Red Ribbon Week’s mission is to keep kids drug-free. Some may be surprised to see WakeUp Carolina represented at a drug prevention program since our primary role is to help those who are active in their substance use. Hence, the individuals we help didn’t abstain. So, are we condoning or normalizing drug use because members of our community have done drugs?

Perceiving a representative from a recovery community organization as condoning drug use might stem from a misunderstanding or misconception about the purpose and content of drug prevention programs.

Here are some reasons why an individual could have this perception:

  • Lack of Awareness: Some may not be familiar with the concept of harm reduction or recovery-focused approaches to substance use. They might mistakenly believe that discussing recovery is equivalent to promoting drug use.
  • Stigma and Prejudice: Stigma surrounding addiction can lead to judgment and discrimination. People who hold stigmatizing beliefs may view any discussion of addiction, even in the context of recovery, as condoning or normalizing drug use.
  • Fear of Controversy: Teachers and parents may be concerned about potential controversy or backlash from the community. They might worry that having a guest speaker from a recovery community organization could be misinterpreted as advocating for drug use, leading to negative reactions from others.
  • Misperception of the Speaker’s Message: Sometimes, a guest speaker’s message or personal story may be misunderstood. If a speaker shares their journey from substance use to recovery, some individuals might mistakenly focus on the part of their story when they were using drugs rather than the recovery process.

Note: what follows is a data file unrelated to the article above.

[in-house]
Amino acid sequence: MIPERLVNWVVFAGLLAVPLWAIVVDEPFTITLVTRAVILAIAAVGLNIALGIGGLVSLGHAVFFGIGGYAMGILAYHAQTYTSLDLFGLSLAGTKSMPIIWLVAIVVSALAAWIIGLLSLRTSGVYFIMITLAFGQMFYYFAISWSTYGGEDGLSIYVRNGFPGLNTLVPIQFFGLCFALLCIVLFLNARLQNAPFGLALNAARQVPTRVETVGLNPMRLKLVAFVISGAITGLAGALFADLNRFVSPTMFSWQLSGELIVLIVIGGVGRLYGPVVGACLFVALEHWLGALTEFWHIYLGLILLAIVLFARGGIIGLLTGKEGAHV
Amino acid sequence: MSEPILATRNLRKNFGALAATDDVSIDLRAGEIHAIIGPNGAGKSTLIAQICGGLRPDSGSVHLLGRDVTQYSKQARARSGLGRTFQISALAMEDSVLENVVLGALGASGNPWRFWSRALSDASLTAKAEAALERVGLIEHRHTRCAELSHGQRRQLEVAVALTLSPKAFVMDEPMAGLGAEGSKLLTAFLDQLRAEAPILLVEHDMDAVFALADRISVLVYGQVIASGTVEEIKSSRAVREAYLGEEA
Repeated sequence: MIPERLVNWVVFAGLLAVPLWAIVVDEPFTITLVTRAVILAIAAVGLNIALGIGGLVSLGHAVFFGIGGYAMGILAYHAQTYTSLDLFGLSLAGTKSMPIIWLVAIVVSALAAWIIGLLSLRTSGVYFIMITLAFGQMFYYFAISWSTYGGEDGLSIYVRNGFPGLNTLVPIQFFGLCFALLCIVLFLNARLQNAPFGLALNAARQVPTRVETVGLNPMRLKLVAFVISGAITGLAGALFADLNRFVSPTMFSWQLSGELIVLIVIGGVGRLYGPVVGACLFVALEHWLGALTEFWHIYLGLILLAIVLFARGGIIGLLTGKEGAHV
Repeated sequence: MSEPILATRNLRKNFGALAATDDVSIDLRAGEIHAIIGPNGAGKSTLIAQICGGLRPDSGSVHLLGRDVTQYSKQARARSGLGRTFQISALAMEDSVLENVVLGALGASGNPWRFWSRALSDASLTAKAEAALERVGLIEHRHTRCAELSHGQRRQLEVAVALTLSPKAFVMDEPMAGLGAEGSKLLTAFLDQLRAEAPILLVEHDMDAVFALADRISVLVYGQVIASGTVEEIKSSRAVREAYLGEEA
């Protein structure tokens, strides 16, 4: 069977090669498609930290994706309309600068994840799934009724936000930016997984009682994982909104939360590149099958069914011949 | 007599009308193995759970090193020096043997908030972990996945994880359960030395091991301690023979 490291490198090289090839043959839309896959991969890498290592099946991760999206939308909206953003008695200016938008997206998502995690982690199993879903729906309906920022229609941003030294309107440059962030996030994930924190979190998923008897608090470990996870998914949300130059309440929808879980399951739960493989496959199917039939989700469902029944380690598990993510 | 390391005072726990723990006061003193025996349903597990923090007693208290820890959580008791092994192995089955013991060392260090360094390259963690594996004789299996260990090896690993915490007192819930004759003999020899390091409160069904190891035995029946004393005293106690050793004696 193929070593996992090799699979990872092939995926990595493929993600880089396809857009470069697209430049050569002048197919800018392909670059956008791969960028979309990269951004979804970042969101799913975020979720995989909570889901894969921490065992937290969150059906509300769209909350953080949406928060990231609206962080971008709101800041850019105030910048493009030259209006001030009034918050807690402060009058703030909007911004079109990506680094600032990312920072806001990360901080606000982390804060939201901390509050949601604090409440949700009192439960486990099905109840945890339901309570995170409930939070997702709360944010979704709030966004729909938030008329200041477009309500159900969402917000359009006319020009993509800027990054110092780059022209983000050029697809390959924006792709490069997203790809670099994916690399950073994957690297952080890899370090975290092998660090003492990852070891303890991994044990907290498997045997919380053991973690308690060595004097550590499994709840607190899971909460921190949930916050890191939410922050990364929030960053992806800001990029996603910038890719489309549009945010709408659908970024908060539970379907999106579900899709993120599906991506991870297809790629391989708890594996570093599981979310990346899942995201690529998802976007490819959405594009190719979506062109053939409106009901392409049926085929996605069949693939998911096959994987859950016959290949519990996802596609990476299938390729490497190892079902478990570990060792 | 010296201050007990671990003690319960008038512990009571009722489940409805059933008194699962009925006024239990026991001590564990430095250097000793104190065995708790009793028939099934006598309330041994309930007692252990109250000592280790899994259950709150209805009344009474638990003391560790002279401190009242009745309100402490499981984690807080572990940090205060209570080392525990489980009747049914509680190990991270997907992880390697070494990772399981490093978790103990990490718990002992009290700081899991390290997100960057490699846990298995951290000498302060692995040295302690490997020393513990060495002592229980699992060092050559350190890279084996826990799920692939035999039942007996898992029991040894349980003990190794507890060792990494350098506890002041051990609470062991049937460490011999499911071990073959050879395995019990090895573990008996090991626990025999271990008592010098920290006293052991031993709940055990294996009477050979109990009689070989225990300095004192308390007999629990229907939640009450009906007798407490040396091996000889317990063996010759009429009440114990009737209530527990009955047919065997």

• Simplistic Beliefs: Some people hold very black-and-white views about drug use, seeing it as an entirely negative and immoral choice. They may struggle to grasp the complexities of substance use and recovery and, therefore, interpret any discussion as condoning substance use.

To address these perceptions and concerns, it’s essential to clarify the objectives and content of a drug prevention program, as well as our role.

Here’s what we want you to know:

  • Some of the information shared by our staff with the community may make teens feel uncomfortable about the realities of using substances. We speak on our lived experience and some of the decisions and/or situations we ended up in are very serious. The goal isn’t to scare young adults into not using. It’s to share the lengths our substance use took us to keep the charade going. We feel this reality is the only way to show them there can be hope on the other side.
  • Discussing recovery is a critical aspect of understanding the consequences of drug use and the possibility of change.
  • Educating adolescents about recovery is not the same as advocating for or encouraging substance use. The aim is to empower them to make informed decisions. Our message is intended to educate and inspire, not to endorse substances of any kind.
  • Substance use affects not only the individual but also their families, friends, and communities. Discussing how to support individuals in recovery contributes to stronger, healthier communities.
  • Evidence supporting harm reduction and recovery-focused approaches to substance use has been shown to be effective in reducing harm and supporting individuals in their journey to recovery. Leaving the door open for individuals when they want to change is the goal.
  • Empathy and support for individuals who have faced substance use are important. Understanding and compassion are essential components of a caring and inclusive community.
  • Creating opportunities for questions and discussions can help directly address any concerns or misconceptions and provide a platform for clarification.

Debunking the misconception that educating adolescents about substance use recovery condones the use of illegal substances requires clear communication, evidence-based information, and a focus on prevention and empathy. By taking these steps, we can help ensure that drug prevention programs are understood and appreciated for their role in promoting informed decision-making and supporting healthier communities.

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